Gangster games kind of blur together to me. Escape prison/have dreams of money, then a guy says “do an illegal thing” and you shrug and do that illegal thing. Plus more illegal things because mreeehhhh. They’re always open world, feature someone who will betray you because the plot says they have to, there are drugs, mafiosos and everything just goes through the motions.
Yakuza though stands out for me though. Why? Because every fight ends with people spitting their broken teeth fragments out while sobbing for forgiveness into your leather shoes. Plus it’s intensely Japanese, which is refreshing in that not once does someone reference The Godfather.
I started with the third Yakuza game, so I have no idea if the first two fall more into the generalized open worldy GTA-em-up style of most gangster games, but I don’t care. I played 3 and 4 and those are what I’m going to talk about. But yes, it does the gangster game stuff. You have an open(ish) world, with side quests and other stuff to do. You’re a gangster and you do gangster stuff with gangster people.
But it’s not even close to most of the GTA-bred stock of gangster games. It has some of the same elements, but there’s a quirky RPG-ish bent to them I rather like.
Let’s start with the most basic of stuff. Yakuza games are (more or less) focused on Kazuma Kiryu, legendary Yakuza man who has apparently done quite a bit of stuff before the start of Yakuza 3/4 and decided he’s gotten too old for all this hilariousness. Each game focuses on some kind of overarching conspiracy business going on in the criminal world, and Kazuma has to wade in and stomp people’s faces in until things aren’t broken. Yakuza 4 broke up this trend a bit, instead distributing the story over 4 different characters, each approaching the story from a different direction. Either way though, the stories tend to feature a large number of very interconnected characters, to the point where 3 features a flowchart so you can see how everyone is related to everyone else.
Take the open-ish world. While GTAs tended to just toss you into some kind of city and go “here you are” Yakuza seems to have a more emotional attachment to its setting. It’s a lot smaller for one, which I think is to its credit, and the game expects you to spend a lot of time lingering around some of the same familiar haunts. It gives the city a more lived in feel rather than most GTA games having, well, areas. With stuff. Sidequests lack a giant flashing map icon, instead being things you have to hunt out. It’s a mixed bag, but it does lend itself to a greater sense of exploration to the game.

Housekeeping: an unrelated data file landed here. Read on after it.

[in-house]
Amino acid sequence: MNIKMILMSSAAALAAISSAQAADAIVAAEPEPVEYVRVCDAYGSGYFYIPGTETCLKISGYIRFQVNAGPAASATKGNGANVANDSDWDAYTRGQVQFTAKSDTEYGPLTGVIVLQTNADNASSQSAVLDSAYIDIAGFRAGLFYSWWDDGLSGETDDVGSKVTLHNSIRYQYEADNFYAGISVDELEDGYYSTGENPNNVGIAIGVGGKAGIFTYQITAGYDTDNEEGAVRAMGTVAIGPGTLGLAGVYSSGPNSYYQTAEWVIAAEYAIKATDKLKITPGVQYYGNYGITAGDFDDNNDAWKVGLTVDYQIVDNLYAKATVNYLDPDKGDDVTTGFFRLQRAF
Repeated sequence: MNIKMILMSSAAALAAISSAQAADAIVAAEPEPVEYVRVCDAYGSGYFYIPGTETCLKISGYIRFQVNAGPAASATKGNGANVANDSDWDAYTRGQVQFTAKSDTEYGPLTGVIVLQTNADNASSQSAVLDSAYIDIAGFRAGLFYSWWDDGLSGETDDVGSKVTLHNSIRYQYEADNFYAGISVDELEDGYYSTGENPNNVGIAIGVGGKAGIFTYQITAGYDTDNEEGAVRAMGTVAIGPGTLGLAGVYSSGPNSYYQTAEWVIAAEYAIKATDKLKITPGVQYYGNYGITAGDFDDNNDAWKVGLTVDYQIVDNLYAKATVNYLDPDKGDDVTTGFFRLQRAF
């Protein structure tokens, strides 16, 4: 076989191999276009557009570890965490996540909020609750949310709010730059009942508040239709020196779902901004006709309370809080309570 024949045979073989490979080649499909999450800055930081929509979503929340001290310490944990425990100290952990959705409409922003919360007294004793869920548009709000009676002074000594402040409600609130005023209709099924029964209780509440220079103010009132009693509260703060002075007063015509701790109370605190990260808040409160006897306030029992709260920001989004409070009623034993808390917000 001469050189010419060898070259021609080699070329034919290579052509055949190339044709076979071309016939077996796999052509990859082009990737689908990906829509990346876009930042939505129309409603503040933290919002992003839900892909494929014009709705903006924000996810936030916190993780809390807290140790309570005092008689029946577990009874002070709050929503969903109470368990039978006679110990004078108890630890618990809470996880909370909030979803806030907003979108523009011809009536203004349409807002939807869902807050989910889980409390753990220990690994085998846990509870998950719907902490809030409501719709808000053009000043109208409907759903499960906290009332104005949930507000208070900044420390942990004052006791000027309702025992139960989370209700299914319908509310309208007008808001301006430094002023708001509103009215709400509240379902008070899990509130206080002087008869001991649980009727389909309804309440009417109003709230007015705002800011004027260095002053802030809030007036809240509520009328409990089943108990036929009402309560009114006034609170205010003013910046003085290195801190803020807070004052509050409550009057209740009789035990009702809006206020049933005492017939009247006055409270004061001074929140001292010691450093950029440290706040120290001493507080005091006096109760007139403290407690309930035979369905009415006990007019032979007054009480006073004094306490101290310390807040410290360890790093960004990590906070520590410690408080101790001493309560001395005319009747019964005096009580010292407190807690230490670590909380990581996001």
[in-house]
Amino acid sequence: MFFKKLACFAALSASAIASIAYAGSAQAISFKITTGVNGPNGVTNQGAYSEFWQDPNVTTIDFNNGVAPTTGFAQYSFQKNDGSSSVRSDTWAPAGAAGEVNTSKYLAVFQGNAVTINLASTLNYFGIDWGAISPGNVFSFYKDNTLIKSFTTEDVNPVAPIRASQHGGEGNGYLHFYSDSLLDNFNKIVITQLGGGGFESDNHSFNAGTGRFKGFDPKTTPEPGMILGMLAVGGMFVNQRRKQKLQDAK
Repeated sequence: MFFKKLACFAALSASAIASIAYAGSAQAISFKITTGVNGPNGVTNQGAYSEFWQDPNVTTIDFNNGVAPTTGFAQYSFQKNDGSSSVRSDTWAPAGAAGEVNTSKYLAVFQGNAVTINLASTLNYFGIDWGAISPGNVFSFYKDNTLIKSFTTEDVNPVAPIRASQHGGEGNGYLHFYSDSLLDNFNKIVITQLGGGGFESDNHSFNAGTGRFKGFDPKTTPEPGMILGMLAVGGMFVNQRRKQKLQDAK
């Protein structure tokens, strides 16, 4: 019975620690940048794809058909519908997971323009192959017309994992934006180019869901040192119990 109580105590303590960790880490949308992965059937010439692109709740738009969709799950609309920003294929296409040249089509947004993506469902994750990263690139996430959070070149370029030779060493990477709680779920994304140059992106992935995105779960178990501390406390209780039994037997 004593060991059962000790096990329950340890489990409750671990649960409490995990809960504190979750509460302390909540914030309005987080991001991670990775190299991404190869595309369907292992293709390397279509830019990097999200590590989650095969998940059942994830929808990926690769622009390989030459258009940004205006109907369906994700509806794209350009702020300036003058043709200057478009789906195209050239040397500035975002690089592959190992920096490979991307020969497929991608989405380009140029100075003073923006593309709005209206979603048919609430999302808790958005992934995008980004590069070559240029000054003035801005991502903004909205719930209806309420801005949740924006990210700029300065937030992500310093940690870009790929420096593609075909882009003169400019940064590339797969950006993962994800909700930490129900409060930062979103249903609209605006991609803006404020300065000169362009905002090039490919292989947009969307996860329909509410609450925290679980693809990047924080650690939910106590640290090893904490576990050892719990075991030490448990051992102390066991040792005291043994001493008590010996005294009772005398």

The big difference between Yakuza and Huge Larceny Car games is the combat. Where those western games enjoy jamming guns into the hands of every goon, thug and single mother in sight, Yakuza has everyone duking it out like they’re from a theme night of professional wrestling. And the combat is awesome. Rather than just grinding down on characters’ health with a few punches or kicks, there’s an absurd number of grabs, throws, holds, flying kicks and other weirdness. I mean, every character you control has some great maneuvers to employ. Kazuma has a more standard array of punches, kicks and throws, but characters like Saejima (a big huge brute in 4) has a huge variety of grabs and attacks that just slam people around.
So what? I hear you crying out. It’s just like any other beat em up. Not really. While there’s shades of it, the combat in Yakuza is a decently complicated beast. No complicated canceling or dash boost hyper slam combos or anything, but it’s not something you just pick up and mash X until everything stops moving. You have to work to get through combat, and that’s something I appreciate (up till the final fight in 4 which is about as stupidly hard as it gets). I like games that make me work for my end credit sequence.
Overall, I really love the Yakuza games. The stories are a bit overly dramatic, but they have just the right amount of twists and turns to keep things interesting for me. The characters are fun and have interesting personalities and angles that make them more than just cardboard cut outs flapping around in “drama.” And the combat. My word. The combat is weighty, has a great feel to it, and is so satisfying to suplex some jerk into the pavement after he says you look like a chump.
To cap things off: if you want a rather Japanese take on the western GTA em ups, Yakuza is an interesting choice. I just wouldn’t play it if you expect to go screaming down the street, leaning out of a drift-ready car with a katana in one hand and your anime body pillow in the other. Saints Row already has that market cornered.